This type of coral can move an average of ten to twelve inches per day. If you insist on placing it on a high layer of your aquarium, you might just witness your Plate Coral tumble back into the substrate. While the Plate Coral is perfectly capable of returning to an upright position, a fall from a high place could injure it considerably or provoke it to release venom.

If you notice that your Plate Corals are not thriving in your aquarium, you may opt to use a gravelly substrate instead of a sandy one. This will prevent fine particles from crowding your Plate Corals’ ridges and will also serve as an easier substrate to traverse.

– Fertilizing Requirements

The Plate Coral is one of the many photosynthetic corals beloved by aquarists all over the world. As such, the Plate Coral does not need to be fertilized or fed as frequently as non-photosynthetic corals. This type of coral can survive on the fish waste, floating food particles, and trace elements found that naturally occur in the aquarium. Still, it certainly does not hurt to fertilize or supplement your Plate Corals’ diet every once in a while.

If you have other corals that you target feed already, consider occasionally extending the feeding session to cover your Plate Corals. You can, for instance, shoot food or nutrient-enriched water at the mouths of your Plate Corals once every two weeks or just on a monthly basis if you want to be more conservative.

In fact, some aquarists have shared that they feed two or three coral pellets to their Plate Corals at least once a month and that the corals seem to appreciate the extra nutrition. Simply ensure that the food you provide for your Plate Corals is of the highest quality possible and you should find that they respond positively to this kind gesture by growing faster and perhaps even boasting brighter colors.

– Trimming

You will only need to trim your Plate Corals if you notice that they are encroaching on another coral’s territory or if their shape and size are getting out of hand. To do this, be sure to use proper coral scissors or blades so that you do not hurt your Plate Corals and cause irreparable injury or trauma.

Cut off only the parts of your Plate Coral that are obviously new growths or additional layers. Avoid cutting into or too close to the center of your Plate Coral as much as possible. This may result in trauma that causes your Plate Coral to close for an indefinite period of time. Dispose of trimmed coral fragments according to any environmental guidelines you might have in your area.

– Propagating

If you want to propagate more Plate Corals for your reef aquarium or to use in other setups, you can either frag them or rely on a more natural way to multiply your Mushroom Corals.

Mature Plate Corals will inevitably have polyps that fall off. You can rescue these polyps from the aquarium bed and attach them to a layer of mesh for extra stability and protection. Then, wait for these polyps to grow larger and begin to have coral parts of their own. This method is the most natural and non-invasive method of propagating your Plate Corals, but it does take a lot of time and patience.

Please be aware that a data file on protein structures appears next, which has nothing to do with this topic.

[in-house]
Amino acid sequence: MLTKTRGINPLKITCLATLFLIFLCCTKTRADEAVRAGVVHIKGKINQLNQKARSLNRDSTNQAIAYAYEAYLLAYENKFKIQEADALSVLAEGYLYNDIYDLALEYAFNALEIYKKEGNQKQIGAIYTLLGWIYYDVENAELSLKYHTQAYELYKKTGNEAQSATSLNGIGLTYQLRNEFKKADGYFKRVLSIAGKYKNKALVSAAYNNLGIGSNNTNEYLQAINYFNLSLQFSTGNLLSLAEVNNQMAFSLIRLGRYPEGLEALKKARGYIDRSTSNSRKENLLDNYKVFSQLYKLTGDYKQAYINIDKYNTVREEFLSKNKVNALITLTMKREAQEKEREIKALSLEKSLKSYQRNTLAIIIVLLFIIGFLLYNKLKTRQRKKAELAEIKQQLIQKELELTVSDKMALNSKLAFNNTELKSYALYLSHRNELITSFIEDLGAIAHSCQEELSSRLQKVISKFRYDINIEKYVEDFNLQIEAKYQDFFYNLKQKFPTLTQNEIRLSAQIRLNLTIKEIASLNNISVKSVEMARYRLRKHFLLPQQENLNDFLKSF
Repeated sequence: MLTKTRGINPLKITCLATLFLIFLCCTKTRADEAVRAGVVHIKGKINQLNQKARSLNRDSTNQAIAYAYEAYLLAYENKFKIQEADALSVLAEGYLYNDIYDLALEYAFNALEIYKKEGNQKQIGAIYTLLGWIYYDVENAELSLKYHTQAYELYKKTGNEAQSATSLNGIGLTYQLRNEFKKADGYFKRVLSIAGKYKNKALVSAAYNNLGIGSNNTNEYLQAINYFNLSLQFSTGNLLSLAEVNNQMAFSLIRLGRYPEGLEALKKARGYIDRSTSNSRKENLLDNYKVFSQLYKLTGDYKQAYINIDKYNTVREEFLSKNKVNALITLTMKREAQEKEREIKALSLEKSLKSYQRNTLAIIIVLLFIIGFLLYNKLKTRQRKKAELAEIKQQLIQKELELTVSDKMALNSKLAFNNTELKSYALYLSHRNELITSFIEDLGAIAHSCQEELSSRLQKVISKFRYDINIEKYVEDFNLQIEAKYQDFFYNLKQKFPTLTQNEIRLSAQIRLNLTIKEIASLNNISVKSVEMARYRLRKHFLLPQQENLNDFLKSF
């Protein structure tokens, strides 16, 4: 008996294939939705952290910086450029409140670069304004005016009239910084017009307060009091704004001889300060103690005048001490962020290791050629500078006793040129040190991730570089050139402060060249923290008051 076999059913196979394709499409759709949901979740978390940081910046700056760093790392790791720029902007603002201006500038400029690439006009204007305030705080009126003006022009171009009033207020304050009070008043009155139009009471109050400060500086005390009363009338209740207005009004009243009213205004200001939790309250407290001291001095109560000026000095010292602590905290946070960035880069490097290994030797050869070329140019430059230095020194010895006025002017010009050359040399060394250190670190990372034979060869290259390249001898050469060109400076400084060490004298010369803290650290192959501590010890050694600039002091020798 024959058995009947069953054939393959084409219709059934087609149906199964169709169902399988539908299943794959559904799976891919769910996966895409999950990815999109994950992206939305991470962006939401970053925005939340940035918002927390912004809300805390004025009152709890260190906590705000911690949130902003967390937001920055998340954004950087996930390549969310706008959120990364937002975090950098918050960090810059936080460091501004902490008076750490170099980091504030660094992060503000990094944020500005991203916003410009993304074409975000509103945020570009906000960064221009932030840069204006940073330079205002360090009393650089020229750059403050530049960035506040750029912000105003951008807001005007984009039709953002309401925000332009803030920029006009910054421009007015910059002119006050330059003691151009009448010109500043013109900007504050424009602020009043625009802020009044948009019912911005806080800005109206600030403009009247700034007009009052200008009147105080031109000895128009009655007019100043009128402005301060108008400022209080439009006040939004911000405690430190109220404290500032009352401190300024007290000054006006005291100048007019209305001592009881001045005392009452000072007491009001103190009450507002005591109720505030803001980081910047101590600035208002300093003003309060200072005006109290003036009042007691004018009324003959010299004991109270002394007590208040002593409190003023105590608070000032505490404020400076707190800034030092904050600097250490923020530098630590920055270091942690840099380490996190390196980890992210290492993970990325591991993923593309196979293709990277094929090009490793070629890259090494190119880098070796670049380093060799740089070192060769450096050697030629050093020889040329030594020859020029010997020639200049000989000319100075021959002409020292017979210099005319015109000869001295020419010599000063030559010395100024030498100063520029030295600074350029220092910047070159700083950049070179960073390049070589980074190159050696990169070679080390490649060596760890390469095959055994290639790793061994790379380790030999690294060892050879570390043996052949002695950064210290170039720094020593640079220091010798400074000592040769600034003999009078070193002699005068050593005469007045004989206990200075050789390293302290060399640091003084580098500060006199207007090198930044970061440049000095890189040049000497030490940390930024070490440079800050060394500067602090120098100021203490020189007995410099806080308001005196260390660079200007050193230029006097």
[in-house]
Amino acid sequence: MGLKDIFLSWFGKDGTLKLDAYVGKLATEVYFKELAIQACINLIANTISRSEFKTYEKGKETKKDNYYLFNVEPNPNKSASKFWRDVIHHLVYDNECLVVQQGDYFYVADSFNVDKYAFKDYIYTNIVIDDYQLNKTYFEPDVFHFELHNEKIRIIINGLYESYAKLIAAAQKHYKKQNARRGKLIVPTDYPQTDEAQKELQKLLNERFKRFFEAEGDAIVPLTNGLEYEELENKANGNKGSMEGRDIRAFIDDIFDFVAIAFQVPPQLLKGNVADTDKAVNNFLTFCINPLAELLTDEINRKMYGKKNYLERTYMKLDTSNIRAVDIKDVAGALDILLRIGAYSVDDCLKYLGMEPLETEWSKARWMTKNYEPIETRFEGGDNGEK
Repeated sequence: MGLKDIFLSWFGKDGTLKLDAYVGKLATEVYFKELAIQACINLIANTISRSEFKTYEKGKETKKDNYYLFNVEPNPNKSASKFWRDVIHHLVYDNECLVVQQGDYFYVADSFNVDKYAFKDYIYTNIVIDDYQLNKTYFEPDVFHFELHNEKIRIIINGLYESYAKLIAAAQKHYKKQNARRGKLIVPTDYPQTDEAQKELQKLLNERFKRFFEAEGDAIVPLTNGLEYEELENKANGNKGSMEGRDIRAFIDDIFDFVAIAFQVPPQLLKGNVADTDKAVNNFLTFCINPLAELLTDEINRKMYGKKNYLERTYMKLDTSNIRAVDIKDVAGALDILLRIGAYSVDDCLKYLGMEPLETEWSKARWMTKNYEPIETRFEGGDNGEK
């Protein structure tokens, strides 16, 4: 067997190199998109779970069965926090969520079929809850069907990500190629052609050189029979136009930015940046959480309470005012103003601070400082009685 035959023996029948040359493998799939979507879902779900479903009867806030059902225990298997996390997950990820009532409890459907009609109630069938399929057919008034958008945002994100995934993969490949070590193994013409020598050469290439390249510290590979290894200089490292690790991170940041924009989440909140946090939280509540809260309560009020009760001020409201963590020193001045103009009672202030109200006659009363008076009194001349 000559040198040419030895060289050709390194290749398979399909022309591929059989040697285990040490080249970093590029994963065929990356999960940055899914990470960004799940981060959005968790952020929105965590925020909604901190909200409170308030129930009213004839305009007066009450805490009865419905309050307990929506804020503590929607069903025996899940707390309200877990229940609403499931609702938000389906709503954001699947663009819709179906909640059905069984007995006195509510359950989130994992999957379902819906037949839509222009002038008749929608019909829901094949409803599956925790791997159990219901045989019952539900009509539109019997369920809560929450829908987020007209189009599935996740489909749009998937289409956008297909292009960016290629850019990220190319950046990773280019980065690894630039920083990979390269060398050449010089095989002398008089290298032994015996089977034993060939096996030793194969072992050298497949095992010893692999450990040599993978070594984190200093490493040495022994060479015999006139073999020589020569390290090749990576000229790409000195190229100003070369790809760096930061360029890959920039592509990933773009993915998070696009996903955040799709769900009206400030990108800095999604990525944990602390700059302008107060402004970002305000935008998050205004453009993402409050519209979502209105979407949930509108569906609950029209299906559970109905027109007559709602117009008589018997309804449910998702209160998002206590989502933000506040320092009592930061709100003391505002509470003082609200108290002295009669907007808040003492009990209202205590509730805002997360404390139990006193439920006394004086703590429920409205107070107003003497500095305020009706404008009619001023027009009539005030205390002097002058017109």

If you are confident of your coral handling skills, you might want to try fragging your Plate Corals. Our experts recommend using a wet saw over a Dremel or bone cutter. Cut off portions of your Plate Coral as cleanly as possible, and ensure that each of the resulting pieces has a part of the original coral’s mouth.

If you are new to fragging corals, you might be better off asking more experienced aquarists to do it for you first while you watch and learn the technique of fragging Plate Corals properly.

Tank Mates

The Plate Coral is considered one of the consistently semi-aggressive corals of reef aquariums. They can be particularly nasty to other species of corals that they deem to be a threat.

Plate Corals will spray other coral species with a thick, slime-like substance that is slightly toxic. This can provoke other coral species to fight back and sting your Plate Coral in defense. That said, you need to exercise caution when housing your Plate Coral with other coral species.

– Ideal Tank Mates

The best tank mates for your Plate Corals are other corals of the same species. Plate Corals will tolerate other Fungia Corals that are spaced at least three to five inches away. This is honestly the easiest and safest option you have if you are looking for corals that are compatible with Fungia Corals.

Plate Corals tend to move around the aquarium, so keeping them together with only a few other corals will prevent frequent episodes of aggression or chemical fighting.

In addition, Plate Corals are also easy to house with other reef fish that do not possess nipping or digging behaviors. Some of the best fish to keep with your Plate Coral include Clownfish, Blue-Green Chromis, and the Six Line Wrasse.